spongy ; intercostals ; automatic ; thoracic ; oxygenated ; respiratory

People breathe in and out around 12 to 20 times per minute. During exercise the
1. _______________ rate increases. Breathing is a body function which cannot be controlled because it is 2._______________ .
The lungs are located within the 3. ______________ cavity or chest which is inside the rib cage. They are complex organs which take carbon dioxide which is a waste gas and exchange it for oxygen which the body can use.
Lungs are made of 4.__________, elastic tissue which expands and constricts during respiration. The airways which bring air into the lungs are called the bronchi. The lungs and air ways bring in fresh, 5. _______________ air. They also help in regulating the concentration of hydrogen ions in the blood.During inhalation the 6. _____________ muscles of the ribs contract and expand the chest cavity. This causes the pressure in the chest cavity to lower below the outside air pressure. Changes in the air pressure within the lungs causes air to flow in and out of the lungs.

Activity 8

Why Use a Peak Flow Meter ?

Peak flow meters are hand-held devices which are very easy for asthmatics to use to keep a check on their asthma. Peak flow meters measure peak expiratory flow rate (PEFR) which shows how open the airways are. The airways narrow as the patient’s asthma gets worse. As the airways narrow, the peak expiratory flow rate decreases because the patient is unable to exhale efficiently.

Readings from a peak flow meter can help asthmatics recognize early changes in their breathing which may be signs of worsening asthma. During an asthma attack, the muscles in the airways tighten and the airways narrow. The peak flow meter readings are useful as a warning sign before an asthma attack occurs. Asthmatics become aware of bronchoconstriction before they experience any symptoms and can use their inhaler or medication to avoid an asthma attack.

Peak flow meter readings help asthmatics understand the things which trigger their asthma. More importantly, it is an indication of deterioration of the condition and may indicate when emergency treatment should be sought.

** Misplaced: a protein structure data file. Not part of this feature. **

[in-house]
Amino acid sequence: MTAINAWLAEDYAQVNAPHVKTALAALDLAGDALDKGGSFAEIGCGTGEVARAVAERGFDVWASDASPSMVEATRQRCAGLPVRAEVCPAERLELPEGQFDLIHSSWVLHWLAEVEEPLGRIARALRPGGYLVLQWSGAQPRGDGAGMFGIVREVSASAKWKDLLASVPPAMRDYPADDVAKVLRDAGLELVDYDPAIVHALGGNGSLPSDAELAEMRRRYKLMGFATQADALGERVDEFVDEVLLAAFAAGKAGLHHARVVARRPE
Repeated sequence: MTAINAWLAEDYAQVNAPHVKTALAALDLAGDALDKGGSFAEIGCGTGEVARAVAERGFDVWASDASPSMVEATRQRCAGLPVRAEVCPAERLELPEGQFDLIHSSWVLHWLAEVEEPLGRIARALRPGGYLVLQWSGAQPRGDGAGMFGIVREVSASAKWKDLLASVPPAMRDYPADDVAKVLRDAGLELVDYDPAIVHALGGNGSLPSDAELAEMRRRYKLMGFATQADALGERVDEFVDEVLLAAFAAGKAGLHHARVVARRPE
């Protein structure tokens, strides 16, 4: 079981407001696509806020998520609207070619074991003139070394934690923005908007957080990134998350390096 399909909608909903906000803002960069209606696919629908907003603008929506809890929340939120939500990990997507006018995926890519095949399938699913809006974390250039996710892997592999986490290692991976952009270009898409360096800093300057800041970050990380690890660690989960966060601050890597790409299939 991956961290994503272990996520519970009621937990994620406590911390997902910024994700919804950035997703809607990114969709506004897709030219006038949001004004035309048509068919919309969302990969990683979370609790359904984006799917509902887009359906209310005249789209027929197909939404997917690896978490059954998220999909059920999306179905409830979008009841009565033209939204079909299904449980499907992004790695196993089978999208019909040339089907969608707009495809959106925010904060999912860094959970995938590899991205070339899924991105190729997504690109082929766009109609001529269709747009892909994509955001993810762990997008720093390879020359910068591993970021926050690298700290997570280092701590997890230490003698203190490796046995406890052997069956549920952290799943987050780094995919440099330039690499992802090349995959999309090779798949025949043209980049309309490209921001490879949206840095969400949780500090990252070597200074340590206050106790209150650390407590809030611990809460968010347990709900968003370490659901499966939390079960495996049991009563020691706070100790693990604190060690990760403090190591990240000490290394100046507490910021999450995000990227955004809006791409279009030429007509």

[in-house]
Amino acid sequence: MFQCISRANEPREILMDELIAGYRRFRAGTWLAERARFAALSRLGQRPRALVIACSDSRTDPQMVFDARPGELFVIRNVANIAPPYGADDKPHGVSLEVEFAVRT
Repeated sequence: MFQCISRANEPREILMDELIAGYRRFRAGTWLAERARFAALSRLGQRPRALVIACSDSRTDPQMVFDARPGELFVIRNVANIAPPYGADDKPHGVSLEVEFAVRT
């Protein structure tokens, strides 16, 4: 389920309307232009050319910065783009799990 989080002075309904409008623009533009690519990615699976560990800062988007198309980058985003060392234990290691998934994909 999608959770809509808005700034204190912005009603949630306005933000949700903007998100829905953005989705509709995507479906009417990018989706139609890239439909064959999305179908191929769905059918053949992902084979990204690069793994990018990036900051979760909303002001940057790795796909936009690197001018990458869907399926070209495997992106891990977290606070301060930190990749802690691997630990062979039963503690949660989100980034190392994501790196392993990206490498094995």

Peak flow meters can only be used to measure the airflow out of the large airways of the lungs not airflow changes in the small airways.

Read the text above and answer the questions which follow

1. What sort of equipment is a peak flow meter?
_______________________________________________________________________________

2. What happens to the airways when a person has an asthma attack?
_______________________________________________________________________________

3. What do asthmatics use if they notice that their peak flow readings are too low?
_______________________________________________________________________________

Activity 9

Match the synonyms (same word) to the words in bold

constrict ; start off ; deteriorates ; as a preventer ; monitor

1. Peak flow meters are hand-held devices which are very easy for asthmatics to use to keep a check on / _________________
their asthma.
2. The airways narrow as the patient’s asthma gets worse / _________________.
3. During an asthma attack, the muscles in the airways tighten / _________________
4. Asthmatics can use their inhaler or medication to avoid an asthma attack / _________________
5. Peak flow meter readings help asthmatics understand the things which trigger / _________________their asthma.

Activity 10

Label the peak flow meter using the terms in the box below

indicator ; measurement scale ; mouthpiece

Look at the photo and answer the questions

Activity 11 : Coping with an asthma attack